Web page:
Consider that China and India each have to add 2,000 gigawatts (GW) of power generation capacity over the coming 30 to 40 years. This is the amount currently generated in Europe and the U.S. Its impact on global pollution will be staggering.
And a gigawatt of fossil fuel power costs approximately $1 billion to build, so 2,000 GW will cost $2 trillion. And that’s just the CapEx (capital costs) for each country. The $100s of billions annually in OpEx (operations and maintenance costs) to pay for fuel feedstock, maintenance, etc. are on top of that. Contemplate for a moment that pretty much half of that power generated is solely for HVAC.
It is also important to note the for each kWh (kilowatt hour) of energy we consume unnecessarily, we need to produce three kWh worth of energy, so saving one kWh can in reality save three kWh of energy at the source.
In the current real estate business model, profits are privatized (i.e. the financial returns are retained by the investor), while pollution and its impacts are socialized. In other words, ultimately, we all are paying for it.
If pollution’s costs were truly reflected in a building’s financial model, buildings will, overnight, become the paragons of efficiency.
It all starts with the investor/developer in an extremely competitive market with high land values, where often the only differentiators are location and price.
To maintain a respectable return in an environment of high land acquisition costs, construction costs come under pressure. So, in most cases, their financial models drive them to search for the lowest construction cost, which they believe ensures the highest gross profit margin per metres-cubed of space.
The focus on cutting CapEx has decoupled the project’s true life-cycle cost from the decision-making process. Consequently, OpEx has been relegated to an unwelcome distraction. Over the years, short term financial return targets (that also influence the remuneration of real estate professionals) have made CapEx develop an outsize influence on the financial model, creating an unrelenting march towards lower and lower CapEx. While OpEx is significantly discounted in net present value terms in the financial model, and so becomes more and more inconsequential.
So, from a short-term perspective, ignoring OpEx may seem like a rational choice, as many developer/investors are neither exposed to the ongoing OpEx (which includes energy consumption for heating and cooling, as well as related facilities maintenance costs, but their tenants are), nor will they own the project for too long. Their exit strategy may dictate disposing of the asset, monetizing their investment and using the proceeds to develop more projects.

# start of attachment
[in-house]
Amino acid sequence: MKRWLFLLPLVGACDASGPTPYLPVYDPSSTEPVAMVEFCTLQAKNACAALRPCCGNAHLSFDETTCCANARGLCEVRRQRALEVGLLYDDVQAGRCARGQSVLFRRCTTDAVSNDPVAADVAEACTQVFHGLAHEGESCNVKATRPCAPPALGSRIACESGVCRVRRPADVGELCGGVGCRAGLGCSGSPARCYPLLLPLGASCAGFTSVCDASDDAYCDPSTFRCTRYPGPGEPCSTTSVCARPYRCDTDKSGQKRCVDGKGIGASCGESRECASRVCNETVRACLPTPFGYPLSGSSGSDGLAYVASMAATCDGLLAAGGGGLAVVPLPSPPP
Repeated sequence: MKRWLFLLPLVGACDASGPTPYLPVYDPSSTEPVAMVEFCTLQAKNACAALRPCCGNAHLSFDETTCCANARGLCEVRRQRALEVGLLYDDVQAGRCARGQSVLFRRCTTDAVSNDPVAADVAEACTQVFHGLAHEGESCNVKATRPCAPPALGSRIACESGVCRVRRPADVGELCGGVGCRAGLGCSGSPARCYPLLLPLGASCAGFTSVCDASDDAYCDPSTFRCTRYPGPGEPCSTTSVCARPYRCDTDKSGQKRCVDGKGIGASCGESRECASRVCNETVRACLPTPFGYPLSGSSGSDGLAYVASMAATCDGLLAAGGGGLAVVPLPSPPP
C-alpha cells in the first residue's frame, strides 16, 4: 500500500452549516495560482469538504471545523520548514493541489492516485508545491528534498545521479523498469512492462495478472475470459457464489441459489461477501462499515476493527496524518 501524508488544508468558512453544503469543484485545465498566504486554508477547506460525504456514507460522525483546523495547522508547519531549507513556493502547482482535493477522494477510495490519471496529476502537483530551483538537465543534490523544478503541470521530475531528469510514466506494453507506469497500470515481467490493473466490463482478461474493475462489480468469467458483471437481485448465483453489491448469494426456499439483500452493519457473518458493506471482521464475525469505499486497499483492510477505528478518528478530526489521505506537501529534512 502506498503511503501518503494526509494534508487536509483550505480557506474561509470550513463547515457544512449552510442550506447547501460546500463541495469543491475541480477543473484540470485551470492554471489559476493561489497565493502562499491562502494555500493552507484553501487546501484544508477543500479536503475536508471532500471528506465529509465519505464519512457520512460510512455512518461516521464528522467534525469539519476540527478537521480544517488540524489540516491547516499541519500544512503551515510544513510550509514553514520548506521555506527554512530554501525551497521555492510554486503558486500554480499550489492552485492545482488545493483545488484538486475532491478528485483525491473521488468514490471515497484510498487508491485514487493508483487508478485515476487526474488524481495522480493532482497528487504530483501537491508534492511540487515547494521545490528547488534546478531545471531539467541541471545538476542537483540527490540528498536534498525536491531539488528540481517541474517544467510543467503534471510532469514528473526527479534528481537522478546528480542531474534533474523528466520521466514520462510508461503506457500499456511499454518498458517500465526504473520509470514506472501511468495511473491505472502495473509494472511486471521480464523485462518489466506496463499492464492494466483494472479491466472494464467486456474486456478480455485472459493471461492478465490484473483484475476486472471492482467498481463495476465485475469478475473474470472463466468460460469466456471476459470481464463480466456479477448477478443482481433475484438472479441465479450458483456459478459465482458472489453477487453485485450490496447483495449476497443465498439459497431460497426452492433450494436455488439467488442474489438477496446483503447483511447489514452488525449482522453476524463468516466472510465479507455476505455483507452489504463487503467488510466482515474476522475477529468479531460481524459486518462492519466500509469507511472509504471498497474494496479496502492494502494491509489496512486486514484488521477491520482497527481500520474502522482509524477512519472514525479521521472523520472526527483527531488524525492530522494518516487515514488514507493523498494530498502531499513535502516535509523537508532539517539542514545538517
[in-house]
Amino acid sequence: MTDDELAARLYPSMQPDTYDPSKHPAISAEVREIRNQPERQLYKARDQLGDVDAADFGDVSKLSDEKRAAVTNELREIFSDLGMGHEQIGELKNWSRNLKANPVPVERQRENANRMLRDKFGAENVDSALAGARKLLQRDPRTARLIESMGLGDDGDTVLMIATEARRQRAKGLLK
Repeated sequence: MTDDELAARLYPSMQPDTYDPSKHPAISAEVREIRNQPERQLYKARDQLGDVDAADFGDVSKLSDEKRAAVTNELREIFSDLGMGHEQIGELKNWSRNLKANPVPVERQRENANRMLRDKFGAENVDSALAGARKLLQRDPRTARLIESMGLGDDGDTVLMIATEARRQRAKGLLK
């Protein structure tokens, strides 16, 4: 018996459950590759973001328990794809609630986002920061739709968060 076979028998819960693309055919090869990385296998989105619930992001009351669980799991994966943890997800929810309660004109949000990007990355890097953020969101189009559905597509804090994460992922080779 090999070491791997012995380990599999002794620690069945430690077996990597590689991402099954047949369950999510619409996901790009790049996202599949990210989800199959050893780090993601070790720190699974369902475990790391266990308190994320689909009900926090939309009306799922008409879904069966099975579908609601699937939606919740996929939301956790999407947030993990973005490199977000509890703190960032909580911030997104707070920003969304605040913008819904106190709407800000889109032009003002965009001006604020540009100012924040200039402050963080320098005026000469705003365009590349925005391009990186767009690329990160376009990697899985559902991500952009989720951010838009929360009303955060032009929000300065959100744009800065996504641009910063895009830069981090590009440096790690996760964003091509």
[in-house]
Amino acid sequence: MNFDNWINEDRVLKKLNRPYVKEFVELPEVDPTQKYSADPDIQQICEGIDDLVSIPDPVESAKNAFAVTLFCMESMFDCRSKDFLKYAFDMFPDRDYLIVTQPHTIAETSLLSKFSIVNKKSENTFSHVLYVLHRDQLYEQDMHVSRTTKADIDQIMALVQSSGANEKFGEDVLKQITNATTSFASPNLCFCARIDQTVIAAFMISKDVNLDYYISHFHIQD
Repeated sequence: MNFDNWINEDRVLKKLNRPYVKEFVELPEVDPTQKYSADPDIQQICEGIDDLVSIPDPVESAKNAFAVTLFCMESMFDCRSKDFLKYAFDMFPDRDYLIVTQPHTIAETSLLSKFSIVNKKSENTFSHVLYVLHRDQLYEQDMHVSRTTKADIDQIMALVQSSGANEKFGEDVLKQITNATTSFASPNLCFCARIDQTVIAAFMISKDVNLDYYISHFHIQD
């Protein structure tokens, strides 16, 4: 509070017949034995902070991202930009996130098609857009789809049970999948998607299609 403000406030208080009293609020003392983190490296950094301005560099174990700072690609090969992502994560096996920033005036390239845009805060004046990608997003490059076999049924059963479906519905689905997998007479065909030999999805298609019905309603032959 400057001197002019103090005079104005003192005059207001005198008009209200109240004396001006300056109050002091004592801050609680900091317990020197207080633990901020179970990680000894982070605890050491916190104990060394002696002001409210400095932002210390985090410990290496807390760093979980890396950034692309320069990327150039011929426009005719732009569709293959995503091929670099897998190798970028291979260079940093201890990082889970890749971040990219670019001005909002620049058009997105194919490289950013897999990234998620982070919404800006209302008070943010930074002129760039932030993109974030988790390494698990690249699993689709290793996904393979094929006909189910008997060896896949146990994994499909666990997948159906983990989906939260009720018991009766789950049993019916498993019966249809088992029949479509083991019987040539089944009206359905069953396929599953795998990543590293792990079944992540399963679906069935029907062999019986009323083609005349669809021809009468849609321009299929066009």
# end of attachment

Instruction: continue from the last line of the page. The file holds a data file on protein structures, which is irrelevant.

This creates no immediate incentive to reign in future OpEx, for example by spending a bit more upfront on higher quality design, products and construction. OpEx does not come out of their pockets, but CapEx does. OpEx does not influence their compensation, but CapEx does.
And even for the developers who seek to retain the asset (e.g. a government building a school or hospital), the project procurement process has one focus: the lowest possible construction cost, as the CapEx funding allocated for the project is usually totally separate from the funding for facilities management. Therefore, there is no incentive to make a wise CapEx decision that benefits a lower OpEx. OpEx “is not in my budget” is a common but perversely faulty response when a project owner or their consultant is asked about the importance of OpEx in their decision-making process.
If we think about things rationally, the main task of the developer should be to ensure a successful long-term project where both CapEx and OpEx are optimized.
Because looking at the total life-cycle costs, CapEx comprises only 20 to 25 per cent of the project cost, and OpEx 75 to 80 per cent. This four (OpEx) to one (CapEx) ratio should force the developer to adopt measures that helps save money from the OpEx on a recurring/annual basis, even if the CapEx costs a bit more on a one-time basis.
For example, if we spend approximately 10 per cent more on CapEx but can save 20 per cent on OpEx over let’s say a 30-year project lifetime, the total lifecycle cost goes down approximately 15 per cent. This is significant, as that 15 per cent lifetime savings comes close to covering the entire CapEx costs in the first place.
Developers are part of the problem, but they’re not the only ones. Bankers, lenders, architects, engineers, contractors, government regulators, as well as tenants and end-users are also part of the mix.
This op-ed is the second in a series from Eco-Structures International’s founder and director Ghassan Nimry which focuses on innovative sustainable engineering solutions to today’s climate change problems. He believes that technology can solve many of today’s seemingly intractable problems, but to make it work we need collective work, personal acknowledgement of our role in the problem and our ability to be part of the solution. Send comments to firstname.lastname@example.org.